Ulysses takes place in the course of one day, from 8am on June 16th to sometime after 4 A.M. on June 17th. People often joke about the fact that nothing happens in Ulysses. We readily admit that if all the book did was narrate the actions of the characters, it'd be pretty boring and you'd probably never had heard of it. But Ulysses does more. Much more. With the intimate view that we get of each character's inner life, we are exposed to the vast expanse of their memories. Events in the present inevitably make them think of the past. The book poses a lot of big questions about the relation of past to present, particularly in terms of happiness: is remembered happiness somehow inferior to happiness experienced first-hand?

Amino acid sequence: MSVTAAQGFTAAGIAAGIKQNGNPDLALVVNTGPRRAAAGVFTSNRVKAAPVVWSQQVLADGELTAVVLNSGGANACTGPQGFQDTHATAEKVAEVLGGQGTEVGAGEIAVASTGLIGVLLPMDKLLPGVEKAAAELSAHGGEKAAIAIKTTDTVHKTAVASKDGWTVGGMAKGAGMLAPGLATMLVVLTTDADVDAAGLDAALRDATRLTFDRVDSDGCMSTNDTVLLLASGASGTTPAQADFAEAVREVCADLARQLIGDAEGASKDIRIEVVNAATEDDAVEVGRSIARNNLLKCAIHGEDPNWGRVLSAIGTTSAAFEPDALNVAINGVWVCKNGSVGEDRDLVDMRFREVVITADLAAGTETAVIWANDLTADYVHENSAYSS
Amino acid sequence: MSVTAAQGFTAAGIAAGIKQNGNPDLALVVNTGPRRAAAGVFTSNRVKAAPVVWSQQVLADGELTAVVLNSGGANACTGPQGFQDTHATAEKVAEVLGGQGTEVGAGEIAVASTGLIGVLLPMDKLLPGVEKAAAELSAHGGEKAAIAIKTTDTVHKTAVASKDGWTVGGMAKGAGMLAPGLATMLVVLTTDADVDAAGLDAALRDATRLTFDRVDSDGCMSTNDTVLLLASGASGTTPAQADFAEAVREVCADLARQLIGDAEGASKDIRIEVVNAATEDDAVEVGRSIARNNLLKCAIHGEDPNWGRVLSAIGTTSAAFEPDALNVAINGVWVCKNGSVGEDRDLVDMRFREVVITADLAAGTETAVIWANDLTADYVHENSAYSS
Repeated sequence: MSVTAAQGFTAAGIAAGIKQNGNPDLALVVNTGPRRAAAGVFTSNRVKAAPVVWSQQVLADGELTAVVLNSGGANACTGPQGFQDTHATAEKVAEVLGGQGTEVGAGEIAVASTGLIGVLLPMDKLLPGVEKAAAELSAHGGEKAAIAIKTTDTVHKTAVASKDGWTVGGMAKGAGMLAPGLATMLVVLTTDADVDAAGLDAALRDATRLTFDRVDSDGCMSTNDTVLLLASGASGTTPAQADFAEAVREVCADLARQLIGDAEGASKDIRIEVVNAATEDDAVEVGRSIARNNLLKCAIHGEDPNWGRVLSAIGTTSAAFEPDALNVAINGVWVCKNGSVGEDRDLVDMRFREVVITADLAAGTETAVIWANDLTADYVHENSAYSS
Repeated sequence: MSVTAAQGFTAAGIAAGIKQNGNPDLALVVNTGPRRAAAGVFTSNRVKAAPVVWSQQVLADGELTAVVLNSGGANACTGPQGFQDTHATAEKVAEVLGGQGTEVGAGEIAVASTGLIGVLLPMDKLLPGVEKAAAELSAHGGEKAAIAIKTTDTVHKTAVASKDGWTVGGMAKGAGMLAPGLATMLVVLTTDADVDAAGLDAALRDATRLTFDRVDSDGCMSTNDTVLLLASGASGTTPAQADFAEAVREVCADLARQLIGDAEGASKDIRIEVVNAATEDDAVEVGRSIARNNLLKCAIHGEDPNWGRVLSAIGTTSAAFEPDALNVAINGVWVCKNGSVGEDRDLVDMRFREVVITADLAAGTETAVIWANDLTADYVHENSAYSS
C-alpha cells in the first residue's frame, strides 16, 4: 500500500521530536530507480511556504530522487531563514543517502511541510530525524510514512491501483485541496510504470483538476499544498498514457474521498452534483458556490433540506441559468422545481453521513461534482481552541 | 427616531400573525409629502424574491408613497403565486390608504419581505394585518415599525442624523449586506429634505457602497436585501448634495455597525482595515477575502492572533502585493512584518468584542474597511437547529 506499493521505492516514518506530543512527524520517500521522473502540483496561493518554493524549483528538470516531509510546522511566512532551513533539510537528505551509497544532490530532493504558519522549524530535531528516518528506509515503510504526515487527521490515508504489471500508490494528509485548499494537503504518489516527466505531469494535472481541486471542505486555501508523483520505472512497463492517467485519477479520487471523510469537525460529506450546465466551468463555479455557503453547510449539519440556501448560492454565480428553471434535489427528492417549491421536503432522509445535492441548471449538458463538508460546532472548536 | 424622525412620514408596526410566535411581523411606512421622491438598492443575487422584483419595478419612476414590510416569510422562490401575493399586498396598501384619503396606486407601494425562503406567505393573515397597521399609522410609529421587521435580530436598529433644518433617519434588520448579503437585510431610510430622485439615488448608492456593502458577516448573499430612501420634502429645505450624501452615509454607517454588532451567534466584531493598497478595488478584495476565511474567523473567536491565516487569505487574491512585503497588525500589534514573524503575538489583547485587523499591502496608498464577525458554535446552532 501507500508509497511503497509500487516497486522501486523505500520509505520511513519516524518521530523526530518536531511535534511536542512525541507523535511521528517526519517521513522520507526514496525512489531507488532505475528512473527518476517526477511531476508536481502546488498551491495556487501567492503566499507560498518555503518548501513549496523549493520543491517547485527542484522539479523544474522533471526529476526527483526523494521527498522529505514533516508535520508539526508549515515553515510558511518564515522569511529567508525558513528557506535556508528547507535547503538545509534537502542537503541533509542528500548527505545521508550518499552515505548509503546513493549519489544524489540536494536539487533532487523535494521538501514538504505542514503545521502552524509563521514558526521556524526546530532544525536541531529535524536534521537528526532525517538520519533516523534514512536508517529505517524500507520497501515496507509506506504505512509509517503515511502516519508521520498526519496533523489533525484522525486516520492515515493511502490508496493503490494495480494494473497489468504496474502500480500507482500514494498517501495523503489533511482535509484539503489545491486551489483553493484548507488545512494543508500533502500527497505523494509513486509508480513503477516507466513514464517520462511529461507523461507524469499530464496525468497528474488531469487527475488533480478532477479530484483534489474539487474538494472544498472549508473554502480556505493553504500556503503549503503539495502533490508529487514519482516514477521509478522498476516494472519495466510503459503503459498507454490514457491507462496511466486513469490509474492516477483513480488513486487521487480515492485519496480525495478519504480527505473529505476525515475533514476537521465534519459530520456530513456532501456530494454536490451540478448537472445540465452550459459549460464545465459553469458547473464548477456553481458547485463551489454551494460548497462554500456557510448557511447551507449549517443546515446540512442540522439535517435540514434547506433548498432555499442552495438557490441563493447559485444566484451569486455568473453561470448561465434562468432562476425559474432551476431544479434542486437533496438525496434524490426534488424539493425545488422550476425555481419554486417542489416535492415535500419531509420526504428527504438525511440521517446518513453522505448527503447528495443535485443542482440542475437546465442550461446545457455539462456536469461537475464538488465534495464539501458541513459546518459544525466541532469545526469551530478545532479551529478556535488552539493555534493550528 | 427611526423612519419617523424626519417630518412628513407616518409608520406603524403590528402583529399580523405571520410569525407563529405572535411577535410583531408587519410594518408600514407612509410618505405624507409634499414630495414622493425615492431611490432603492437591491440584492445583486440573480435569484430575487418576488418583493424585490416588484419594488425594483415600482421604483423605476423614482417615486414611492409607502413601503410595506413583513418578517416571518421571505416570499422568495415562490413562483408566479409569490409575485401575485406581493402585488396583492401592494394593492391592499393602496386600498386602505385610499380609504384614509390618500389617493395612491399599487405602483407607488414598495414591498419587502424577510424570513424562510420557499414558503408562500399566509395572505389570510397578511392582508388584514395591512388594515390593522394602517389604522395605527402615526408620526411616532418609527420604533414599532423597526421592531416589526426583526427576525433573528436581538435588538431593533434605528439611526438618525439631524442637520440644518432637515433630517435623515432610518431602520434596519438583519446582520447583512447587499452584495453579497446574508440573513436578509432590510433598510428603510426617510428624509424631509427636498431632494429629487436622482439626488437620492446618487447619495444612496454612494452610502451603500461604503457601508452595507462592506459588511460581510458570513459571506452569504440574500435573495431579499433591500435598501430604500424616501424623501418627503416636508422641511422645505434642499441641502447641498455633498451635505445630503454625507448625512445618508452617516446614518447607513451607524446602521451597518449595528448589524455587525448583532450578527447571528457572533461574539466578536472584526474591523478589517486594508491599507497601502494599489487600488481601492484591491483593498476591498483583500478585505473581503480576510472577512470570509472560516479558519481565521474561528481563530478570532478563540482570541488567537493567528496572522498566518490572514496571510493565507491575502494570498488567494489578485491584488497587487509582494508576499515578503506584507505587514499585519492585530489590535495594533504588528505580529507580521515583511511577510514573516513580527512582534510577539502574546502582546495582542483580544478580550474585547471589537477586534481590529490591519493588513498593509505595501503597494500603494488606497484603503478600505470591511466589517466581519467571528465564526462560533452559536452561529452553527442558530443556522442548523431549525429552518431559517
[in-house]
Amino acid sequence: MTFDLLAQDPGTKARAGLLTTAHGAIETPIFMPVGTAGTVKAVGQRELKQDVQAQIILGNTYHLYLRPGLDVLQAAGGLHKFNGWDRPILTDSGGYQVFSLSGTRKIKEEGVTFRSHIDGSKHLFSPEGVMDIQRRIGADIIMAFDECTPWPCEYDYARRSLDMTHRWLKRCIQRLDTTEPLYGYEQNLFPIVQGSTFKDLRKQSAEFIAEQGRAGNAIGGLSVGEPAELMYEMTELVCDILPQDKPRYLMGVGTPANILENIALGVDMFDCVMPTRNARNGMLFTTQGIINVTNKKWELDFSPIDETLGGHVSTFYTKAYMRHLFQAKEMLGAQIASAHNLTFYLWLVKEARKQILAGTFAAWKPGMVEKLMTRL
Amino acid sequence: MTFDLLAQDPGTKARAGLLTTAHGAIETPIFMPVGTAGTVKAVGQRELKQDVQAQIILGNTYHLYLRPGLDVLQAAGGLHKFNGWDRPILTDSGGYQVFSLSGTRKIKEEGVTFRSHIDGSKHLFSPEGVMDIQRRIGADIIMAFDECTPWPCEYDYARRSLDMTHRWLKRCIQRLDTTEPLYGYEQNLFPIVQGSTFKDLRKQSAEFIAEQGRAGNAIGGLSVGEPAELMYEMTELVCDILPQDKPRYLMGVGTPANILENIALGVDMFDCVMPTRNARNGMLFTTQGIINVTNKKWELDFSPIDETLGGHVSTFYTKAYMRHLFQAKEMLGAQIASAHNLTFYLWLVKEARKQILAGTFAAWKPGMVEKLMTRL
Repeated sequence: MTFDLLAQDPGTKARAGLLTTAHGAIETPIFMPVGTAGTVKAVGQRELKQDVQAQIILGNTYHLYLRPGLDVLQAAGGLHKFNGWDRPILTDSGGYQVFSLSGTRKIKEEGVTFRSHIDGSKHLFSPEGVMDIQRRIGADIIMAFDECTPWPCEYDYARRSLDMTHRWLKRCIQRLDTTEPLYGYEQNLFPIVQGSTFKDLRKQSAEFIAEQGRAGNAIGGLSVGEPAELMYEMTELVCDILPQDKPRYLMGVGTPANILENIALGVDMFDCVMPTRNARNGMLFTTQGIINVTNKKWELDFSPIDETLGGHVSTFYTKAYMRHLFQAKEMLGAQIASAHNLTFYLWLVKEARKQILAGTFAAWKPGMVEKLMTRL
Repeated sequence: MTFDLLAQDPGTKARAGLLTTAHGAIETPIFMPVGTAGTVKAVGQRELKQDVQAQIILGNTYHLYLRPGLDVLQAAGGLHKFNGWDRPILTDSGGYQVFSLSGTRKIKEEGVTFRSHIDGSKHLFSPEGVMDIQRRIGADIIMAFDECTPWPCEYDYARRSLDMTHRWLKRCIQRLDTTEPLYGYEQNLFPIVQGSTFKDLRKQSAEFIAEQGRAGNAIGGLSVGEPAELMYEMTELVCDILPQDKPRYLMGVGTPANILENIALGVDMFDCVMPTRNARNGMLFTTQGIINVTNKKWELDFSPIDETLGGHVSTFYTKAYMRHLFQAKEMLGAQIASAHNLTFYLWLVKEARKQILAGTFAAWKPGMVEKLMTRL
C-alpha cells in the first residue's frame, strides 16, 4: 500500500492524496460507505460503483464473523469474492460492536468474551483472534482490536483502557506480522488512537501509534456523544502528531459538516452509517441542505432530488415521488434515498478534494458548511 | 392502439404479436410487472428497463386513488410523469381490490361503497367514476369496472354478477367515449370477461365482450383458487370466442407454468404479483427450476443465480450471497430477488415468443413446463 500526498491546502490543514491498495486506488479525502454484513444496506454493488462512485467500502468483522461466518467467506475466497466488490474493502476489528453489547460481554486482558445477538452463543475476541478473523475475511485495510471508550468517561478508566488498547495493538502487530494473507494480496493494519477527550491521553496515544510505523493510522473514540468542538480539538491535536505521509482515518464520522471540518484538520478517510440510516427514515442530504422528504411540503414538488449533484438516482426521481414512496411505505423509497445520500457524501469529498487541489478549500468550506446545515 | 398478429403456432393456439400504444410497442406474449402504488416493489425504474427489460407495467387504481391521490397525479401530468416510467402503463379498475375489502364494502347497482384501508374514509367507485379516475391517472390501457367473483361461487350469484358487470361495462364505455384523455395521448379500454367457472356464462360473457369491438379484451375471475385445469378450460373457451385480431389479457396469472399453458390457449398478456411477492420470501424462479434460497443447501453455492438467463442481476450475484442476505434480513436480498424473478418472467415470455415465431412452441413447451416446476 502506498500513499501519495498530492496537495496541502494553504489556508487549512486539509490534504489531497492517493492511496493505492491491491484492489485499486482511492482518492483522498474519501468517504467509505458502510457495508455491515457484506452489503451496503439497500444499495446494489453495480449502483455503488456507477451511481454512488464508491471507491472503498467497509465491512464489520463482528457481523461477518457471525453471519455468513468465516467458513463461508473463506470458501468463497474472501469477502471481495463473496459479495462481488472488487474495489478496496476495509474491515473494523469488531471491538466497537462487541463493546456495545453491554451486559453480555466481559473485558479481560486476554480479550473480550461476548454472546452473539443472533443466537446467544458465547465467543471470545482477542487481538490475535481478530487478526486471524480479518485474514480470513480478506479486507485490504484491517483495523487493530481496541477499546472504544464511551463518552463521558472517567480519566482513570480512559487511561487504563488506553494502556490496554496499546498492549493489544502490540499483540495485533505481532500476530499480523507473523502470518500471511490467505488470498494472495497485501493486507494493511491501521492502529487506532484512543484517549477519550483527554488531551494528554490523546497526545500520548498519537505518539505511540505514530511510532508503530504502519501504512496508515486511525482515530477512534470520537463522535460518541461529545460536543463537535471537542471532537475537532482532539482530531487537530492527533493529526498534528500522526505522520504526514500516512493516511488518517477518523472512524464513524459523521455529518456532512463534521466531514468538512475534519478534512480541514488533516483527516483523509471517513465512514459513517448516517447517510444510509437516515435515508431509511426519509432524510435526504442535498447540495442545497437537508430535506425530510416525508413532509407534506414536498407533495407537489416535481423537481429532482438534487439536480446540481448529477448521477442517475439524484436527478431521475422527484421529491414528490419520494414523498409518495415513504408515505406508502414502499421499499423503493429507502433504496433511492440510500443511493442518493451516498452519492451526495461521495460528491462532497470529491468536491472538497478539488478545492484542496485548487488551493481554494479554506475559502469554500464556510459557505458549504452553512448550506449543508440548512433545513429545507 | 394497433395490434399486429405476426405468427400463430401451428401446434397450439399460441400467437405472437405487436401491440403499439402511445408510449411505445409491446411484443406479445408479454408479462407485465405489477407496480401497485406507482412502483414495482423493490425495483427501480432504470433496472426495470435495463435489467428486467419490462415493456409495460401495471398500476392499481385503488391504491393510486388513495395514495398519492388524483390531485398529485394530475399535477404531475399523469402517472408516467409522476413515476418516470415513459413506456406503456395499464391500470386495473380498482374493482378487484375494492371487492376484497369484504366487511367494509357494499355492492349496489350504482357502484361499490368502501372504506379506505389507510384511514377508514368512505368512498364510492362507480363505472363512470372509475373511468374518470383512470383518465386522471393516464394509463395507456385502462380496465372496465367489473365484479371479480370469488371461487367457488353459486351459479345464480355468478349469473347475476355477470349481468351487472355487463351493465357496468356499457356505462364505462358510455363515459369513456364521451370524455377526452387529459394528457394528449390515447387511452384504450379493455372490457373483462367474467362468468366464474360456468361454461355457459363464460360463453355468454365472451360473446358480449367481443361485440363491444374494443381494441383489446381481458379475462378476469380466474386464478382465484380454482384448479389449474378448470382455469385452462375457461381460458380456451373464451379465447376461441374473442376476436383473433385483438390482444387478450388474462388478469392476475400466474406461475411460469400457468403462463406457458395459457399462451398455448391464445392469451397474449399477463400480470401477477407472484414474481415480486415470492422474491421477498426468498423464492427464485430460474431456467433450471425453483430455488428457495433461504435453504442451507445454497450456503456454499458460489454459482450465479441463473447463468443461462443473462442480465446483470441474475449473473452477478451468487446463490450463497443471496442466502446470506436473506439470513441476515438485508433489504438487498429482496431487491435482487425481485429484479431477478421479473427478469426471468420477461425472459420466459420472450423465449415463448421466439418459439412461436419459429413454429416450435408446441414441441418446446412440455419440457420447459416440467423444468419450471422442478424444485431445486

In Joyce's novel, painful memories, such as Stephen's memory of the death of his mother, tend to be involuntary – they take possession of the characters without their control. Pleasant memories, on the other hand, seem to be voluntary – they are actively conjured up by the characters to make themselves feel better.
Molly's memory of Bloom's proposal at the end of the novel is a re-affirmation of their marriage, and in this case the act of remembering is an act of making past feelings and convictions present.